Going to the Poles: Diary of a new Poland
Poland has a grim image thanks to decades of films and books about World War II ravaging and Soviet rule. One vaguely hears it’s changed, but the pride and prosperity that one finds in today’s Warsaw still surprises.world Updated: Jun 05, 2012 23:55 IST
Poland has a grim image thanks to decades of films and books about World War II ravaging and Soviet rule. One vaguely hears it’s changed, but the pride and prosperity that one finds in today’s Warsaw still surprises.
There are 24x7 bars, pasta is easier to find than traditional potato pancakes and musicians play in every square. The city centre has been restored to its historic beauty — and the pavements carry reproductions of 17th Cannaletto canvasses of the same streets as evidence.
Poland’s economy is chugging along even as Europe’s is rolling in reverse. Poles thank their stars they missed their deadline to adopt the euro. As important was the decision to tie their economy closely to that of Germany.
The changed attitude to Germany is noticeable. Says Wawrzyniec Smoczynski, foreign editor of Politka, “We don’t like to admit it, but today’s Pole wants to be like the German in terms of governance and wealth.”
Desis along the Vistula
There are only 4,000 Indians in Poland but the homeland’s investment here is about to hit $5 billion, says JJ Singh, head of the Indo-Polish Chamber of Commerce and Industry. This includes a recent billion dollar plus investment by U Flex of New Delhi. The call centre wallahs are here, but so are Tata Motors and Apollo Tyres.
Singh portrays Eastern Europe as the West without complications. Technology transfer rules are easier and regulations less complicated.
The few Polish firms who’ve ventured to India haven’t done badly. Obram, for instance, searched the net for contracts, stumbled on an Amul tender, and now the latter’s paneer in Gujarat comes off a Polish assembly line.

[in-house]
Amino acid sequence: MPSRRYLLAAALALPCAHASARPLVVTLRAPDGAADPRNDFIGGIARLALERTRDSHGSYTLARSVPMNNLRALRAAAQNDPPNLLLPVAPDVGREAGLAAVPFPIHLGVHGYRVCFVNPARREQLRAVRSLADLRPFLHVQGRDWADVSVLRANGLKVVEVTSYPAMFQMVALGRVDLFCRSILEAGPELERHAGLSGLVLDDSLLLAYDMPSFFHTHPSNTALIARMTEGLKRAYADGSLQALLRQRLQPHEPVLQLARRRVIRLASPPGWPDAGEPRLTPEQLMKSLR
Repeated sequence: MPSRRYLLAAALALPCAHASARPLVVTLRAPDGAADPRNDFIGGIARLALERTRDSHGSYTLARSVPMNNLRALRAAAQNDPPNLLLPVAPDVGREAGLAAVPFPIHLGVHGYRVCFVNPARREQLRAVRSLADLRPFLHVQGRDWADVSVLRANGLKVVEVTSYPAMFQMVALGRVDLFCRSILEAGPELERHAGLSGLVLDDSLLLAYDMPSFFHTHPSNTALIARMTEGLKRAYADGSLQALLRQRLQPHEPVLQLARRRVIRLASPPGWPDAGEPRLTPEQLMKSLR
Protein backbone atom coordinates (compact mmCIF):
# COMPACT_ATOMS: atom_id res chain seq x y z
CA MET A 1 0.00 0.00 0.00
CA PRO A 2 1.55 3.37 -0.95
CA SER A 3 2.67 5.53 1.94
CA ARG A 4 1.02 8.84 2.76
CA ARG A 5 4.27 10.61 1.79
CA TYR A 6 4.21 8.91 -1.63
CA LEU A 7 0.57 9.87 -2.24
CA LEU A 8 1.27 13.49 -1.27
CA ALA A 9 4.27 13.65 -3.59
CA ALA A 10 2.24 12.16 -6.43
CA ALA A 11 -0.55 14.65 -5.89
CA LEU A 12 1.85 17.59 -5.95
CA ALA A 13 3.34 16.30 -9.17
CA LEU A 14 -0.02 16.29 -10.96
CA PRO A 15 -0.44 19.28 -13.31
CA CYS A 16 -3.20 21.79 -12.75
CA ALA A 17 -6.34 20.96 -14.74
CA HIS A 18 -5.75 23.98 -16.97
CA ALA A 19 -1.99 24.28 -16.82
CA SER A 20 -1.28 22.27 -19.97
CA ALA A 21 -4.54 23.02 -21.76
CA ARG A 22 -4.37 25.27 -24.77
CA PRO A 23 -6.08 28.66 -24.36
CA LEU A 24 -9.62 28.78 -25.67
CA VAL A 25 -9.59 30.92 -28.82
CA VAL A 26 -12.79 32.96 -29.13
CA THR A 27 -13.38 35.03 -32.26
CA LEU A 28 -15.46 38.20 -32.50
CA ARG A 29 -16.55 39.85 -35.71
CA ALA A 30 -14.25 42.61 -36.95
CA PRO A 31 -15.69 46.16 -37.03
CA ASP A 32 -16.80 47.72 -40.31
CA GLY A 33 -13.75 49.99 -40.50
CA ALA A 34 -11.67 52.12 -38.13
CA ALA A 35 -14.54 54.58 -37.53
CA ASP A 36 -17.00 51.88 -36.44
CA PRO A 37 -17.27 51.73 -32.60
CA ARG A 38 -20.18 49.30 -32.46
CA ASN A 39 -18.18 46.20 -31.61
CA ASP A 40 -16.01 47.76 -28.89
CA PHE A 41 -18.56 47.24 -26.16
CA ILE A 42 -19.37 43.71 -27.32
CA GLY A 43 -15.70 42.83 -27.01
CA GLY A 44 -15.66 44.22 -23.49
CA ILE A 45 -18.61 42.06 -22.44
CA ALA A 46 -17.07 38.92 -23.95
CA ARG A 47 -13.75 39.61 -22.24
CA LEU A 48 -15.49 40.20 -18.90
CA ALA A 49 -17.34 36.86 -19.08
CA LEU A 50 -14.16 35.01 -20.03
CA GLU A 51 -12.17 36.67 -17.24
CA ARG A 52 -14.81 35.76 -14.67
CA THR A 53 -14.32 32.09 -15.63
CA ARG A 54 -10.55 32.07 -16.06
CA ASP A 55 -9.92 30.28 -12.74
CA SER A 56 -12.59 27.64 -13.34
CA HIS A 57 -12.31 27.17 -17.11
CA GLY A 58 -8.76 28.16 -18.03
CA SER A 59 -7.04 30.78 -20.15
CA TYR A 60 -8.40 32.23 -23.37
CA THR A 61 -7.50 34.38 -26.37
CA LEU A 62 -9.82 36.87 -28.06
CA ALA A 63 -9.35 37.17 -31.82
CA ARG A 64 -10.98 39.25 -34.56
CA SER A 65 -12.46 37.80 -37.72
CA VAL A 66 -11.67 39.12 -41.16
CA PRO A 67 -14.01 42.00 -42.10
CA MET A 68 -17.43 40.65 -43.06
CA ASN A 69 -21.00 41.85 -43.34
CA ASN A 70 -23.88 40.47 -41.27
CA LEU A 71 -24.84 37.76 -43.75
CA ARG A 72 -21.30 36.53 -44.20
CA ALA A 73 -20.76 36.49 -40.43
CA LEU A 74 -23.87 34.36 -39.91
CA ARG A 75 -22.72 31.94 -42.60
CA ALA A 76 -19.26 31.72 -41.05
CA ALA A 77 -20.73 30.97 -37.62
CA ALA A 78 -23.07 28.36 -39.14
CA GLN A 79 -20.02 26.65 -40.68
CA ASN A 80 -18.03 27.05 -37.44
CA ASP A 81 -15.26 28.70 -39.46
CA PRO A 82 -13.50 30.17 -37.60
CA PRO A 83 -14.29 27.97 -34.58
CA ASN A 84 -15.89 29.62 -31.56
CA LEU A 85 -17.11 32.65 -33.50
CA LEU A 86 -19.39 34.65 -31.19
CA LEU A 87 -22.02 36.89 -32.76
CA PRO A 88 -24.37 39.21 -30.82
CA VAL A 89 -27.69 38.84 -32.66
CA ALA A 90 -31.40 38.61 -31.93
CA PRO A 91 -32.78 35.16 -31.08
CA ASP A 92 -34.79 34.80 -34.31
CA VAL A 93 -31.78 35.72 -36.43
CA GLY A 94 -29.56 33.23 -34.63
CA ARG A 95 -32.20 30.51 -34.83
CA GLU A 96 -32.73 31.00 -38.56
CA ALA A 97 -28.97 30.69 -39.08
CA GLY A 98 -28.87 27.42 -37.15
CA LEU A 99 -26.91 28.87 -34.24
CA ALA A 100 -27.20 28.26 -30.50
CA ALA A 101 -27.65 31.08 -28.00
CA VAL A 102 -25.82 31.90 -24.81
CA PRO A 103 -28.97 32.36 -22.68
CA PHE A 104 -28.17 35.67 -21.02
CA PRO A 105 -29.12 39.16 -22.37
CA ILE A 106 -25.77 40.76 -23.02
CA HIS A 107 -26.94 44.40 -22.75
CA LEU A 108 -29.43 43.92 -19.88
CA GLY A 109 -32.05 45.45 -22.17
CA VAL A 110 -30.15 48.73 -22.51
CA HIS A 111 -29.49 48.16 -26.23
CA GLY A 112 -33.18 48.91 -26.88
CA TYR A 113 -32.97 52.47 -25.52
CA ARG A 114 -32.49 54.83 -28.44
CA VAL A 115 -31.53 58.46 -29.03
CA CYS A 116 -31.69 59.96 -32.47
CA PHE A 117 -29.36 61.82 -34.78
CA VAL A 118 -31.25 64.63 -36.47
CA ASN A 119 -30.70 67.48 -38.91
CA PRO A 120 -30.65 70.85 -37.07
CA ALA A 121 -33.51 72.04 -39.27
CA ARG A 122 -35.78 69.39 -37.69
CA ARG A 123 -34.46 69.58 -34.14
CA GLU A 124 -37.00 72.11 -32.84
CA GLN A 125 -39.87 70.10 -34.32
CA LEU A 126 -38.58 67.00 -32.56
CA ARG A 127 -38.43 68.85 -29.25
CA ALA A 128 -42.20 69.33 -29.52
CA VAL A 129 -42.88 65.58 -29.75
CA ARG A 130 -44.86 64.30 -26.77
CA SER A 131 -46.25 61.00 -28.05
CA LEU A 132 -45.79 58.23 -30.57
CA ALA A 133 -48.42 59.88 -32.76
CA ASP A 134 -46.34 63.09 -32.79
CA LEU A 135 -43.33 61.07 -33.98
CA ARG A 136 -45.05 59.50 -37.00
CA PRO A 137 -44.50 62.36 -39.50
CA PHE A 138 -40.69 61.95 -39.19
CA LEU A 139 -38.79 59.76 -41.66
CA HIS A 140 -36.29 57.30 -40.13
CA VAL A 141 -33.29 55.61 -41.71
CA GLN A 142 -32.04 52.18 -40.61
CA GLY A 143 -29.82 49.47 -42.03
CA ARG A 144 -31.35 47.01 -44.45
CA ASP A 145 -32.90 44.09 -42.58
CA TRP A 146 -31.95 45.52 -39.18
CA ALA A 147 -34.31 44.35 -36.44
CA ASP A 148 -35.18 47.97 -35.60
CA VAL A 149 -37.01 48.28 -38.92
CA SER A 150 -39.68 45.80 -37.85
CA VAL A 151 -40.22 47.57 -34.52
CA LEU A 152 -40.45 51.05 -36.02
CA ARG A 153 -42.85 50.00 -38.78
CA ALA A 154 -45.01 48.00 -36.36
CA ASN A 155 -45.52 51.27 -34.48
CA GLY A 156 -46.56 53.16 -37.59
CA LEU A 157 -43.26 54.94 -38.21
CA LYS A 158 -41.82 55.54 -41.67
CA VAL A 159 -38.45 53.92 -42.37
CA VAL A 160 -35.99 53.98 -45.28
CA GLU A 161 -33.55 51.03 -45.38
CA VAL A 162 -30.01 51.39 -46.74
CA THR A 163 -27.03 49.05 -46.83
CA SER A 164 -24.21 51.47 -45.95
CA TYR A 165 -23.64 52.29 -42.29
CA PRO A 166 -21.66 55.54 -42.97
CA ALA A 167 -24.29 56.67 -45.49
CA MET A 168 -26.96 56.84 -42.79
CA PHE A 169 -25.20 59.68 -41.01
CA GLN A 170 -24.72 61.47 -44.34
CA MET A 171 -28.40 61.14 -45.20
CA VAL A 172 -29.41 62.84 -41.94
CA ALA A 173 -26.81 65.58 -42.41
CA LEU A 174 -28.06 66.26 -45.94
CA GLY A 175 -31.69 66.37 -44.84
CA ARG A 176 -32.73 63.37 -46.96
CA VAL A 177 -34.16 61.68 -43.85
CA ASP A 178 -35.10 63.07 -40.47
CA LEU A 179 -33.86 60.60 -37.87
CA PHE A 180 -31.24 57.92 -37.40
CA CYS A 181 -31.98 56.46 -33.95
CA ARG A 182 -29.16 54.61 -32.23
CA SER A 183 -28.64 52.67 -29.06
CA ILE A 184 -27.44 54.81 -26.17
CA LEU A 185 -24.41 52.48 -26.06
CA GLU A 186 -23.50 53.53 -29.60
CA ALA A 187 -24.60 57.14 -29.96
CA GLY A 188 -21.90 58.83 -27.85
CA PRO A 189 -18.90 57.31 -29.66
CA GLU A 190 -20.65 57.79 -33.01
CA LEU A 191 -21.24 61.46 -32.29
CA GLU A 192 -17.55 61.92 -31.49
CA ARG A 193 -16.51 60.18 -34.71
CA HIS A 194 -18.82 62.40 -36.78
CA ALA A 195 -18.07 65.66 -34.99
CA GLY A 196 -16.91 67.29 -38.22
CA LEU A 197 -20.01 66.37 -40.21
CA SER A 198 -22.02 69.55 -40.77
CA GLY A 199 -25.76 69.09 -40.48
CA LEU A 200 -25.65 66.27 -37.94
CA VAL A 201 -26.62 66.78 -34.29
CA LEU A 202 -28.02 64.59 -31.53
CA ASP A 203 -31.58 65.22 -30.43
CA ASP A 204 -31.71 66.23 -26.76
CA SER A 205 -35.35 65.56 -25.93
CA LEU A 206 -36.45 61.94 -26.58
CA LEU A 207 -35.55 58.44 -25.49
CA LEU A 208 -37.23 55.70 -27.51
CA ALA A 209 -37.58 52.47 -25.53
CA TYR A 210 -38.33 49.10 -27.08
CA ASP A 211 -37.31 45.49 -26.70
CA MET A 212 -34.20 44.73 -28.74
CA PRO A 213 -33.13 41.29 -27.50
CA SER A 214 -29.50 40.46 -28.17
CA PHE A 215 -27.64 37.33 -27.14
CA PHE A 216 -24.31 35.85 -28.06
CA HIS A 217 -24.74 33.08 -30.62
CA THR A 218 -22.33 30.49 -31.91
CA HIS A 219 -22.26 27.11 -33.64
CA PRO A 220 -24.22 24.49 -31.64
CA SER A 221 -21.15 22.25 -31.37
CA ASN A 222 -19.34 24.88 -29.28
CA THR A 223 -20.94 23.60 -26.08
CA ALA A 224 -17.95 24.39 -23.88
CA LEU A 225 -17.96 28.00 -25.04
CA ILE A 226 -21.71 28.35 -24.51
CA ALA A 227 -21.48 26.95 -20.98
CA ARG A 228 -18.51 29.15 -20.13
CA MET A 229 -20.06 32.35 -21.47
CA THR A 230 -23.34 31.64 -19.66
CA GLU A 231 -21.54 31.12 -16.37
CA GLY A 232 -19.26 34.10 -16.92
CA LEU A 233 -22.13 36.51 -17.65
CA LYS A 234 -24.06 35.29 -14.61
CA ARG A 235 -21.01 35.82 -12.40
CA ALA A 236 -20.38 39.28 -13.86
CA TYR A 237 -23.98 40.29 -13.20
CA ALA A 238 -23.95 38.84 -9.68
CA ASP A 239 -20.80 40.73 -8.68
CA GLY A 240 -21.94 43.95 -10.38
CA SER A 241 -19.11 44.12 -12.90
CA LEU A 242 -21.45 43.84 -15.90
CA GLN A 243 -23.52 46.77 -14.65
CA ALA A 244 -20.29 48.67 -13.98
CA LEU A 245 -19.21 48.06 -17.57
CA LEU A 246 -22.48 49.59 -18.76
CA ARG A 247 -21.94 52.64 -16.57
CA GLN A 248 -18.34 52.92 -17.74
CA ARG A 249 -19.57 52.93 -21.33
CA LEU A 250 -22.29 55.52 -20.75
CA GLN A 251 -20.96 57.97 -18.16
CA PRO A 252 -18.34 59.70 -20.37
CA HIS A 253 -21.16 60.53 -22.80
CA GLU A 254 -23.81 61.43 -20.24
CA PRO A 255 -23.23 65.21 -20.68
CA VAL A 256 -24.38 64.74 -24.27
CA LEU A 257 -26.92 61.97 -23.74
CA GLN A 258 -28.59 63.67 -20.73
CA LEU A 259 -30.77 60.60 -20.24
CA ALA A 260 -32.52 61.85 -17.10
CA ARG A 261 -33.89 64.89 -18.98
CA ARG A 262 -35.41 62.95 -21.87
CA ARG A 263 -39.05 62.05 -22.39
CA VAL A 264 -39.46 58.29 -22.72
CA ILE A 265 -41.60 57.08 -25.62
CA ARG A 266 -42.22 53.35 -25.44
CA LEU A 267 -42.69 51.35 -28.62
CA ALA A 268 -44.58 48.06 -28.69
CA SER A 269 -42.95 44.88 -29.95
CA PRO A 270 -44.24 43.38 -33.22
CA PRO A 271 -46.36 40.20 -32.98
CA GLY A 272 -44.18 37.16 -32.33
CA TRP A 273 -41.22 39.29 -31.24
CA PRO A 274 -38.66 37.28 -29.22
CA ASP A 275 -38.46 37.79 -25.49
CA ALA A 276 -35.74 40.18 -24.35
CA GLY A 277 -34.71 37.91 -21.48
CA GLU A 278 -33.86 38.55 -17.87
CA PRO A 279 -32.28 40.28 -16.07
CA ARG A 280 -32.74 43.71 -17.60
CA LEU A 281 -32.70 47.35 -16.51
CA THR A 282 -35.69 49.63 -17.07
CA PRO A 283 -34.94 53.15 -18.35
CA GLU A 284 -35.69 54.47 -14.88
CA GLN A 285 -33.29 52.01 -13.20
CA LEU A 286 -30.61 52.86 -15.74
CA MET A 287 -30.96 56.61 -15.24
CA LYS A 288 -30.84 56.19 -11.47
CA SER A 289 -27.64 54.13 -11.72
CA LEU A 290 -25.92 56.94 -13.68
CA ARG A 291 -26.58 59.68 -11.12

Poland is co-hosting the Euro 2012 football championships. For Poland it’s a coming out event, and the country has scrubbed itself accordingly.
Which is why a BBC documentary which had footballer Sol Campbell warning his dark-skinned comrades that going to Poland or co- hosts Ukraine could mean a return trip in “a coffin” infuriated Warsaw.
The truth is racial attacks in Polish cities are rare, but par for the course in Ukraine. The violence in the stands is limited to local fixtures, never international games. “And this from Britain, land of football hooligans,” grumbles one senior Polish diplomat.
But it underlines the struggle it has been for Poland to help Ukraine enter the European mainstream, a core foreign policy objective.
The Donald Tusk government is pushing, says Smoczynski, “for partners in other parts of the world”. One sign of Poland’s India push is the creation of a Centre for Contemporary India Research and Studies at the University of Warsaw.
China is a larger presence than India but loses the image game: Beijing’s Tiananmen Square butchery took place at the same time Poland held its first free polls. The contrast seared a negative image in Polish minds.
In contrast, India has become a topic of romanticised travel books by Polish writers and 20,000 Poles travel to India every year. The spirit of Max Mueller lives a little further east than it did in his day.